Muradi, Bandung | Opinion | [The Jakarta Post ]Thu, October 11 2012, 9:55 AM
Paper Edition | Page: 6
Dozens of police officers attempted to storm into the headquarters of the Corruption Eradication Commission (KPK) on Friday night to arrest one of the KPK’s investigators, Comr. Novel Baswedan, who is also an active police officer.
Novel is implicated in the death of a thief while he was assigned to Bengkulu Police in 2004. It was a strange move, as the police deployed two companies of officers for the arrest at a time when the National Police is coming under scrutiny for alleged graft in the procurement of driving simulators, a case implicating former National Police Traffic Corps chief, Insp. Gen. Djoko Susilo.
In my opinion, there are at least three reasons why the National Police are angry with the KPK in connection to the way it deals with corruption cases. First, the KPK has exploited the driving simulators case for its own image building by pitting the police against the people. In fact, the police force has come under mounting criticism from the public as evinced in the media reports relating to the graft case.
Second, the KPK’s decision to use a military detention facility to hold corruption suspects, including police officers, is feared to set the police against the Indonesian Military (TNI), exacerbating the disharmony between the two institutions. The National Police considers the decision a fait accompli.
Third, the National Police deems the KPK as lacking in ethics related to organizational relations and cooperation. The National Police has supported the KPK by assigning their best investigators to help the commission investigate corruption cases, but the probe into the driving simulators case has disappointed the police. The National Police then decided to withdraw their investigators seconded to the KPK.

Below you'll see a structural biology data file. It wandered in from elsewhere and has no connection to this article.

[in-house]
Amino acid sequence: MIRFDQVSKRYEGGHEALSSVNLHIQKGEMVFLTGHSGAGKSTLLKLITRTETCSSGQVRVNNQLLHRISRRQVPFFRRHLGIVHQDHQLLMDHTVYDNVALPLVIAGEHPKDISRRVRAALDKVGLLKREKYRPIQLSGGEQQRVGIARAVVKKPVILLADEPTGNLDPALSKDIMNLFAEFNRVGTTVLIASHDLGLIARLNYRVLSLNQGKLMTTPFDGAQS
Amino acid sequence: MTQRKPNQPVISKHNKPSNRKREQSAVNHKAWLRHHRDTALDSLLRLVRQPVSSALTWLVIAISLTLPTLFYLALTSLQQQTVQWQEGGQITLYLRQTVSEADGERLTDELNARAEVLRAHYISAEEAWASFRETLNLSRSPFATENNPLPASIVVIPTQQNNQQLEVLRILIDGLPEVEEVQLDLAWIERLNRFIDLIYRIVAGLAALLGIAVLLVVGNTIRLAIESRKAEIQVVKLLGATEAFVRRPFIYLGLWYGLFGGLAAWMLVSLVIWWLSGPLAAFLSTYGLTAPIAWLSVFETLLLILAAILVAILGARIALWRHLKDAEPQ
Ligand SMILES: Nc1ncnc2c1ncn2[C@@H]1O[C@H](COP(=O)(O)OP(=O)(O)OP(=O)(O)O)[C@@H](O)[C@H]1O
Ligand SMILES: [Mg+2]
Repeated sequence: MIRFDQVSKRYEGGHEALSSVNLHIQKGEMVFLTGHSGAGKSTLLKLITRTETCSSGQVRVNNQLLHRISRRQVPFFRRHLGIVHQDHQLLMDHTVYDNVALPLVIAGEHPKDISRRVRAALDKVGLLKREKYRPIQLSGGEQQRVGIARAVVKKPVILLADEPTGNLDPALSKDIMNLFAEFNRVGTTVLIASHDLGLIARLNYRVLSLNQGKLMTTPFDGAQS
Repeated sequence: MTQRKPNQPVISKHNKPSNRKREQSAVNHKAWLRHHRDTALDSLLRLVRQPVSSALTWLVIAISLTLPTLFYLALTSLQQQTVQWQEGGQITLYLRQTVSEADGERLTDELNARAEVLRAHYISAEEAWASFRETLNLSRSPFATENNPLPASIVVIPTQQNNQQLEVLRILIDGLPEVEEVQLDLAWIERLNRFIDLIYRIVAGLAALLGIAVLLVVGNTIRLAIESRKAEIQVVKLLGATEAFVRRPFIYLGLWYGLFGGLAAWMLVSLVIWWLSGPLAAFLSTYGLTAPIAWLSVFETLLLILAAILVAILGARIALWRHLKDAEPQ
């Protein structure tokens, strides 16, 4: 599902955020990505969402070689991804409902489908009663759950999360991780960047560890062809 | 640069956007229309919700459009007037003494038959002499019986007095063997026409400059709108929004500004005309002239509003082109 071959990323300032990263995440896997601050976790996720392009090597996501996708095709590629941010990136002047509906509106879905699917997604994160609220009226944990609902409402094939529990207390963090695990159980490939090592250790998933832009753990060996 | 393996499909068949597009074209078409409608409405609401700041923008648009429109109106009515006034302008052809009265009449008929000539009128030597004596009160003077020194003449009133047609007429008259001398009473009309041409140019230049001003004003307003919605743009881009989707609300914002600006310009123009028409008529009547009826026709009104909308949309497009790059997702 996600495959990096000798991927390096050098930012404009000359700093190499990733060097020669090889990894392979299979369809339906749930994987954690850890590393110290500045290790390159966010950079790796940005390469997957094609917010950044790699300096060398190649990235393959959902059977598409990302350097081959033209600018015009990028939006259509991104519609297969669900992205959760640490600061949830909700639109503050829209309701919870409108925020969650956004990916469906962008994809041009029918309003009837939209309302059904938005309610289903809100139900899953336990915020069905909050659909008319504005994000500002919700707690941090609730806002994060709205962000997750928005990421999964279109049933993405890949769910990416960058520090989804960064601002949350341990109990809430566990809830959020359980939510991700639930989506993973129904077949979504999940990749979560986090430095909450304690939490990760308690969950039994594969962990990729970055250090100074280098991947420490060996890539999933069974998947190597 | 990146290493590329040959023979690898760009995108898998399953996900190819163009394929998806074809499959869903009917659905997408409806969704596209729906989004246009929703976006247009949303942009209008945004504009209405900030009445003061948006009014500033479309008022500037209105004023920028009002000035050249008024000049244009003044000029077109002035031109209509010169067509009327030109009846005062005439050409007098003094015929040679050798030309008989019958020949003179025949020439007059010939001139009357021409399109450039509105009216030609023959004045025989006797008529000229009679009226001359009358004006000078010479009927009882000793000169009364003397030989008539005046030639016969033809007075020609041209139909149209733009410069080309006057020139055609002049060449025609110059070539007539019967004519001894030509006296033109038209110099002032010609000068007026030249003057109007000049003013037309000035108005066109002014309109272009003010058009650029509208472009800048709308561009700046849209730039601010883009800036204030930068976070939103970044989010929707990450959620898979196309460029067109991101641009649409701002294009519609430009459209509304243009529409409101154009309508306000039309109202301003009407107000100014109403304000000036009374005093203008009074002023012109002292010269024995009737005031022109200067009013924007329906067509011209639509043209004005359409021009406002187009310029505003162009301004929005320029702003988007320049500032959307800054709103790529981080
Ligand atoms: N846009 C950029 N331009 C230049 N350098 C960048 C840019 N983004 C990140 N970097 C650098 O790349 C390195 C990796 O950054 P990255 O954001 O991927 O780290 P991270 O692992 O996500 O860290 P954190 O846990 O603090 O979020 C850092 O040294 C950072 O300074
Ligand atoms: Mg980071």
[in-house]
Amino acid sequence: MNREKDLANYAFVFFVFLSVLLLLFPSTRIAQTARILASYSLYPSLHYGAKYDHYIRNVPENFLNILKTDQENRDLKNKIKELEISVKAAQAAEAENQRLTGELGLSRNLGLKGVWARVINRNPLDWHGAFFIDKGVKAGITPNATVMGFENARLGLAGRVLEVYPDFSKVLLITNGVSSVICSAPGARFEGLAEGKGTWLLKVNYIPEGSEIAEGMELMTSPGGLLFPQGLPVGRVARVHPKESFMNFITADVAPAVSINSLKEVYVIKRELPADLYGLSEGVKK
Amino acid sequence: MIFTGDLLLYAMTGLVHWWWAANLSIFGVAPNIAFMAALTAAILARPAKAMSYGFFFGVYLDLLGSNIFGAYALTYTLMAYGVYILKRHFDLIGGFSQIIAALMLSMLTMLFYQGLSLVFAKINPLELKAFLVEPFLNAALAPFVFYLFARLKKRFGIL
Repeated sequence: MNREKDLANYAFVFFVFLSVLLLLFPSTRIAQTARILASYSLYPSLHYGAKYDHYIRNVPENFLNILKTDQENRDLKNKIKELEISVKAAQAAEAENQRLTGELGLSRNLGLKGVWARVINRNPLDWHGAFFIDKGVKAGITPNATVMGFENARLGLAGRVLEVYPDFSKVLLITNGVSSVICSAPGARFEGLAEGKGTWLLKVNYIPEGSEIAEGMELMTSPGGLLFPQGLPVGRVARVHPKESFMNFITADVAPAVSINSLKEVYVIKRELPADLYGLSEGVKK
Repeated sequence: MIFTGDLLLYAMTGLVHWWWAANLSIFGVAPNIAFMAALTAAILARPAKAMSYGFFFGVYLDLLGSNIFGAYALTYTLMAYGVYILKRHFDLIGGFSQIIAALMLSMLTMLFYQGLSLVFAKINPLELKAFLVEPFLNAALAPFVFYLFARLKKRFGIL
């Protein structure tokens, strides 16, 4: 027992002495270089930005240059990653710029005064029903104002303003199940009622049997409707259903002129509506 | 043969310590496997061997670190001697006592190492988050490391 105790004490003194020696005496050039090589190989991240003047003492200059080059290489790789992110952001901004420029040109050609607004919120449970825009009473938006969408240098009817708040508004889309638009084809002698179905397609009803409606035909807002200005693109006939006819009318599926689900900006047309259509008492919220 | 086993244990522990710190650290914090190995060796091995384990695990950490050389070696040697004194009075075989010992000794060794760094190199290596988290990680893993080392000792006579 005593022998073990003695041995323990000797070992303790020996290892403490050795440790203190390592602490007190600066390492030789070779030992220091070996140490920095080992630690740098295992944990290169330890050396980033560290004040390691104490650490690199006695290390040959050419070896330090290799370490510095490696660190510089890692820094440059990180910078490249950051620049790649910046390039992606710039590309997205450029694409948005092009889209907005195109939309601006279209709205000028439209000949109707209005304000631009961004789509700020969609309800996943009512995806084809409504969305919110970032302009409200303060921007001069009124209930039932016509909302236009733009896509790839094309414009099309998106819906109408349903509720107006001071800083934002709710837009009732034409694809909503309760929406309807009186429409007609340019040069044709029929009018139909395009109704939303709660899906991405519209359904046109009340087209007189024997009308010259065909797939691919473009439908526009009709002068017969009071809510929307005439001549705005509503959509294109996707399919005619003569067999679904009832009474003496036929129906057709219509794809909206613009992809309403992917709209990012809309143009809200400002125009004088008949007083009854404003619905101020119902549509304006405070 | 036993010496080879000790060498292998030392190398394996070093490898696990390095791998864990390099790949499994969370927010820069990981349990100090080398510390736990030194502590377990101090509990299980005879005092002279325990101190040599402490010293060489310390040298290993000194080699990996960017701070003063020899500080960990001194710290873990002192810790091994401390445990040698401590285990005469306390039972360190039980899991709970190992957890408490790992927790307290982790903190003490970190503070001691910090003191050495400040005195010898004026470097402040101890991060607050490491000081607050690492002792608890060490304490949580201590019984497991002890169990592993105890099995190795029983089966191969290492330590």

The National Police’s commitment to corruption eradication is beyond doubt given the fact that it has supplied its best investigators to the KPK ever since it was established to strengthen the fight against entrenched graft in Indonesia.
The police force demonstrated its support for indiscriminate law enforcement in the war on corruption when former National Police chief Gen. Da’I Bachtiar ordered an investigation into National Police detective chief, Comr. Gen. Suyitno Landung, in connection with fraud involving state-owned Bank BNI. Suyitno was convicted and sentenced to 1.5 years in jail.
Previously, the National Police under Gen. Awaludin Djamin approved a probe into Comr. Gen. Siswadji and other police officers suspected of graft surrounding the procurement of police equipment.
On the other hand, the National Police did nothing to support the investigation into its former chief, Gen. (ret) Rusdihardjo, when as Indonesian ambassador to Malaysia he was involved in the illegal collection of visa fees charged to Indonesian migrant workers. The police force certainly breached its commitment to corruption eradication for providing legal advice to the former police chief.
In my opinion, the police’s commitment to the fight against corruption reflects the reputation of the force’s leadership. It is difficult for the current chief, Gen. Timur Pradopo, to clean up corrupt practices plaguing the National Police when he is held hostage by his position.
We should not expect to see the KPK easily arrest Djoko Susilo or other police officers for corruption, primarily because those cases may reveal the force’s poor management under Timur.
The National Police’s programs and agendas must follow the interests of the ruling government. Therefore, the ongoing standoff between the police and the KPK only serves to demonstrate the split within the police between their commitment to protect and serving the community and their interests in serving the leader.
The police force’s disappointment with the KPK does not justify its resistance to the country’s fight against corruption. Eradicating graft is just one step toward building a better Indonesia.
The police can make a small but important move by allowing the KPK to investigate any officers implicated in corruption cases. At least people would then see that the police’s pledge to combat graft remained intact.
The writer is a lecturer in the department of governance studies at Padjadjaran University, Bandung.